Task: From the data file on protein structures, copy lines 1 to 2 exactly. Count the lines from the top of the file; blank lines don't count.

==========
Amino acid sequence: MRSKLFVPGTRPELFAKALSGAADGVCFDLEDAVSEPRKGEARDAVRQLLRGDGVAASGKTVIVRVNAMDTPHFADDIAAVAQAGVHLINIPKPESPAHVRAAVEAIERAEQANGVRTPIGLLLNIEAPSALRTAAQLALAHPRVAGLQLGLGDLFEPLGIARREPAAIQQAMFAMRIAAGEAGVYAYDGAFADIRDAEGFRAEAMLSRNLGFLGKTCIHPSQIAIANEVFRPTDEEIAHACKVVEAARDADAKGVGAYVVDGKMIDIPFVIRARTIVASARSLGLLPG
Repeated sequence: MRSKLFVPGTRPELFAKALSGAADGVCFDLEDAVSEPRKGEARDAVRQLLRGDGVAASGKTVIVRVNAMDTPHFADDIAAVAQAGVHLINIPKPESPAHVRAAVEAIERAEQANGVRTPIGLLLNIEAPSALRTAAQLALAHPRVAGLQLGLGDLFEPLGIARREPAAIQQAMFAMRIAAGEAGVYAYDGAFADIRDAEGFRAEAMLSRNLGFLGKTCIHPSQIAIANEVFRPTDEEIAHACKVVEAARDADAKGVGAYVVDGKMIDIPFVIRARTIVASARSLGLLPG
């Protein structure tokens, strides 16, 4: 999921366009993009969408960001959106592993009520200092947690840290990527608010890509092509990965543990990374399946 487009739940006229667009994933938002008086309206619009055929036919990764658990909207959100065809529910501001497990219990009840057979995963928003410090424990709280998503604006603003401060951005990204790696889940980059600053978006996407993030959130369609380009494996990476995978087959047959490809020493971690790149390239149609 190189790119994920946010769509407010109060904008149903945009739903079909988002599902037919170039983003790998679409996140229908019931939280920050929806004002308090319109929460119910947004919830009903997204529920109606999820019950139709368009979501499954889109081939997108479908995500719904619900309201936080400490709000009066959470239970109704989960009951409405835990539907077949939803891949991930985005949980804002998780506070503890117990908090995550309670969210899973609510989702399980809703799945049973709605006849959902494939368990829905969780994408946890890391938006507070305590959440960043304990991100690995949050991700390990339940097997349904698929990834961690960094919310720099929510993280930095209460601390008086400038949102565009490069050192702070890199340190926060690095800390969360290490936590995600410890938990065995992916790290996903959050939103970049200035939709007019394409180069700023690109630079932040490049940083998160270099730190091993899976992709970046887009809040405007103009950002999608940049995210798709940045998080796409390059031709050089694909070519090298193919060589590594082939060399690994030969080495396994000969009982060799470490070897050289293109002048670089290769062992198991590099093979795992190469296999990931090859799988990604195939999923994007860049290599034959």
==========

Amino acid sequence: MRSKLFVPGTRPELFAKALSGAADGVCFDLEDAVSEPRKGEARDAVRQLLRGDGVAASGKTVIVRVNAMDTPHFADDIAAVAQAGVHLINIPKPESPAHVRAAVEAIERAEQANGVRTPIGLLLNIEAPSALRTAAQLALAHPRVAGLQLGLGDLFEPLGIARREPAAIQQAMFAMRIAAGEAGVYAYDGAFADIRDAEGFRAEAMLSRNLGFLGKTCIHPSQIAIANEVFRPTDEEIAHACKVVEAARDADAKGVGAYVVDGKMIDIPFVIRARTIVASARSLGLLPG
Repeated sequence: MRSKLFVPGTRPELFAKALSGAADGVCFDLEDAVSEPRKGEARDAVRQLLRGDGVAASGKTVIVRVNAMDTPHFADDIAAVAQAGVHLINIPKPESPAHVRAAVEAIERAEQANGVRTPIGLLLNIEAPSALRTAAQLALAHPRVAGLQLGLGDLFEPLGIARREPAAIQQAMFAMRIAAGEAGVYAYDGAFADIRDAEGFRAEAMLSRNLGFLGKTCIHPSQIAIANEVFRPTDEEIAHACKVVEAARDADAKGVGAYVVDGKMIDIPFVIRARTIVASARSLGLLPG